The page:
Review: Assassin's Creed II

Death in Venice: a macabre Italian getaway
By MITCH KRPATA  |  December 15, 2009
3.0 3.0 Stars


Assassin’s Creed II | for Xbox 360 and PlayStation 3 | Rated M for Mature | Developed by Ubisoft Montreal | Published by Ubisoft
If Assassin's Creed II offered no mission objectives at all, it would still be worth playing, simply as an interactive travelogue of Renaissance Italy. The stars of the show are sterling renditions of Florence and Venice, with a supporting cast that includes the lesser-known cities of Monteriggioni and Forlí, and the lush Tuscan countryside. Whether the locations are accurate to within the inch is beyond my ken, but they feel as if they were. All the famous landmarks are presented and accounted for. This is a game world you'll want to spend some time in.

As open worlds go, this one is more convincing than most. The streets bustle with activity, from town criers announcing tax increases to wandering minstrels who bug you for a donation. It's just nice to play a game that isn't set in a modern city or a sci-fi dystopia. As the dexterous assassin Ezio, you have free-running as your primary means of travel. We've seen this kind of approach before — earlier this year in InFamous and Prototype — but the setting makes a difference. Go ahead, try to resist the temptation to climb to the top of the Campanile di San Marco. Even so, some of the trappings of the genre are unavoidable. To travel long distances, you commandeer a horse — it's Grand Theft Equus.

At first, the action doesn't measure up to the environment. Glacially paced, Assassin's Creed II saddles you with boring mission objectives and endless tutorials, plus repetitive side tasks that might as well be mandatory. Along the way, you learn new techniques and unlock new mission types, but they feel less like upgrades and more like the restoration of what should have been yours to start with. After you've played Assassin's Creed II for eight to 10 hours — longer than it takes to complete some games — it's still forcing you into tutorials where you learn such highly advanced skills as, uh, dodging. The game spends so much time coming up with new things to teach you that it forgets to let you do them.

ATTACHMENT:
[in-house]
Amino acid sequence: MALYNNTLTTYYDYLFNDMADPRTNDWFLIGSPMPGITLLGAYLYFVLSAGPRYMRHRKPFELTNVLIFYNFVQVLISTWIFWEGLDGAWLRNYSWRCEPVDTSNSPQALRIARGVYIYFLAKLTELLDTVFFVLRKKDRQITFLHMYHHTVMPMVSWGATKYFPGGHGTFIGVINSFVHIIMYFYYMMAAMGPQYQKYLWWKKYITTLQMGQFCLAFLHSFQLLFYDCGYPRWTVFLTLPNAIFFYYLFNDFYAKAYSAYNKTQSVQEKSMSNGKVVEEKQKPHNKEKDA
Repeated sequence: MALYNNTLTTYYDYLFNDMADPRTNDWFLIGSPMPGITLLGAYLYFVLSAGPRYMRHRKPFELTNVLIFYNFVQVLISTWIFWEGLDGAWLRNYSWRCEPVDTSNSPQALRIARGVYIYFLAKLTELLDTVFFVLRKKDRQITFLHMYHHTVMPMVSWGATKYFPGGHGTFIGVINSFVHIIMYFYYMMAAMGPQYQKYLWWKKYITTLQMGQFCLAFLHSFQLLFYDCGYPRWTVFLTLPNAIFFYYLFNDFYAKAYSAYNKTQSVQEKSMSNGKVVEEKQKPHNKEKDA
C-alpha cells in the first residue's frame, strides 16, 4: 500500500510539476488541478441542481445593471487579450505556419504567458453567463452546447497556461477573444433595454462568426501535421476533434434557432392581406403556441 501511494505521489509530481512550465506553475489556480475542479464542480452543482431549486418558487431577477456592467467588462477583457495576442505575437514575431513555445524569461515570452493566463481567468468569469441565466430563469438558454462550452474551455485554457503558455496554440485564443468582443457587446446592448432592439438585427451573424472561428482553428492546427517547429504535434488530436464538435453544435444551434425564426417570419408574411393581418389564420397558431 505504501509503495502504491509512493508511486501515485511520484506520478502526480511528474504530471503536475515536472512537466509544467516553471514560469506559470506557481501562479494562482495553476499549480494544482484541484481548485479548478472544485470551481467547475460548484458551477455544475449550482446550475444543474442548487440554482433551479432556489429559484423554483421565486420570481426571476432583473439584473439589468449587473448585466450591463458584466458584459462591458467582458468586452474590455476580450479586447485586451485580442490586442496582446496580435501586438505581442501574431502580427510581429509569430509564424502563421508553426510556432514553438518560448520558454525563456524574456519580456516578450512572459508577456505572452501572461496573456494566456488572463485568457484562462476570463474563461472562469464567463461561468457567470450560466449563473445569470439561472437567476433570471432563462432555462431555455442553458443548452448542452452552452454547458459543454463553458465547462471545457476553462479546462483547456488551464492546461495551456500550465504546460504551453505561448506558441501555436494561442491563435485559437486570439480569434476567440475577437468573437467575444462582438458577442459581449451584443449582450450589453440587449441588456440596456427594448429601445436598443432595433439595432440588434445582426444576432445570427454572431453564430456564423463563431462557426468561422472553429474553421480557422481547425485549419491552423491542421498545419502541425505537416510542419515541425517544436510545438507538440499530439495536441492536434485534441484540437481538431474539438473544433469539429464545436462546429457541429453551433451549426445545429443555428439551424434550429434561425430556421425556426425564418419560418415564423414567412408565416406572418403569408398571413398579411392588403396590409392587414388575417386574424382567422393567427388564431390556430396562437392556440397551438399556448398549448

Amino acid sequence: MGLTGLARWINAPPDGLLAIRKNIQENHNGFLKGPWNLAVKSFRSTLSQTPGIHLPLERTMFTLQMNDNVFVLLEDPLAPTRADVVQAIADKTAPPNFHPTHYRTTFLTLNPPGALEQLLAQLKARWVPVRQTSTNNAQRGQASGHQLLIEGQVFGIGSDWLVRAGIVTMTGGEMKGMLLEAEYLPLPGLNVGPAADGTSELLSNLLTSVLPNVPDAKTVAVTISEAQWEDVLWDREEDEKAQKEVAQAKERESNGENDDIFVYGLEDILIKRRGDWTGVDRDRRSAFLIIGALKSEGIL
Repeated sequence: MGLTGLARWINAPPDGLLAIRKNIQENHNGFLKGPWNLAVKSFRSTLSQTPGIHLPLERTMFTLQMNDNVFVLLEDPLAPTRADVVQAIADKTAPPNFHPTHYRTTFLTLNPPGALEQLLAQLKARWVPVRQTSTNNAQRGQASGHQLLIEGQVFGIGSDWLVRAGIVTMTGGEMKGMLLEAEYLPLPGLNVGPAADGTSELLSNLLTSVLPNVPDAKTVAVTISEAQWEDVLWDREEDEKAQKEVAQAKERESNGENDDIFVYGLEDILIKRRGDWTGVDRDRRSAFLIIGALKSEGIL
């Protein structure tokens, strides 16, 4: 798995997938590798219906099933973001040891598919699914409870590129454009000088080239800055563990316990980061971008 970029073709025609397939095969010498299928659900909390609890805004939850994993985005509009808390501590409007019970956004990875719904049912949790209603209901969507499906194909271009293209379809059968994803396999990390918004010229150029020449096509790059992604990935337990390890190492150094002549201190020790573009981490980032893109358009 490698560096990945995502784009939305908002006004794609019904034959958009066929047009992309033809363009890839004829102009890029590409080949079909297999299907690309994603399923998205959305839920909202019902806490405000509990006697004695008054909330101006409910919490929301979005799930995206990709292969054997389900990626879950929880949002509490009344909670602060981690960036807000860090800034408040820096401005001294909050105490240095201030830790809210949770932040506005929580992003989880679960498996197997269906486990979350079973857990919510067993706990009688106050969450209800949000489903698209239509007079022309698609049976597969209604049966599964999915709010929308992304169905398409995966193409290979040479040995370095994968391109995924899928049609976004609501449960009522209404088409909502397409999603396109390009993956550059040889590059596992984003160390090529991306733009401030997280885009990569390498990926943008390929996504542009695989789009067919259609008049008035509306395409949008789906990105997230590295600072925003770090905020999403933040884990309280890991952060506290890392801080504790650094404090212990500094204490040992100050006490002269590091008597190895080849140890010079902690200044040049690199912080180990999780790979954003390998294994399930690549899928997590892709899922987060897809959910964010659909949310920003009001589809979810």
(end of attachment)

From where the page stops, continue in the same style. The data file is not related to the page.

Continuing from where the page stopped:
Some of the side missions are enjoyable. When you reach a new city, your map is initially shrouded in fog — only by scaling towers for a look around can you fill in the details. Climbing is fun and intuitive once you realize how much of it is automated. After your character has grabbed onto something, you need only to push the control stick in the direction you want him to go. The expansive views from on high are gorgeous, and from each tower you can do a vertigo-inducing swan dive into a bale of hay. But other missions are more cookie-cutter: races, beat-'em-ups, courier jobs. And most of them just delay your progress to the point at which the game will take off the training wheels.

When it finally does, after way too long, the missions become more about fighting a secret war between two factions, Assassins and Templars, and less about carrying things for people. Later on, a new type of side quest becomes available in which you break into tombs to search for ancient armor. These models of tight design are the game's best sections, self-contained levels that combine acrobatic platforming with stealth action. If all of Assassin's Creed II had been like this, it would have been great. Instead, it's like traveling to a far-flung destination: the journey takes so long, you could lose interest by the time you get there.

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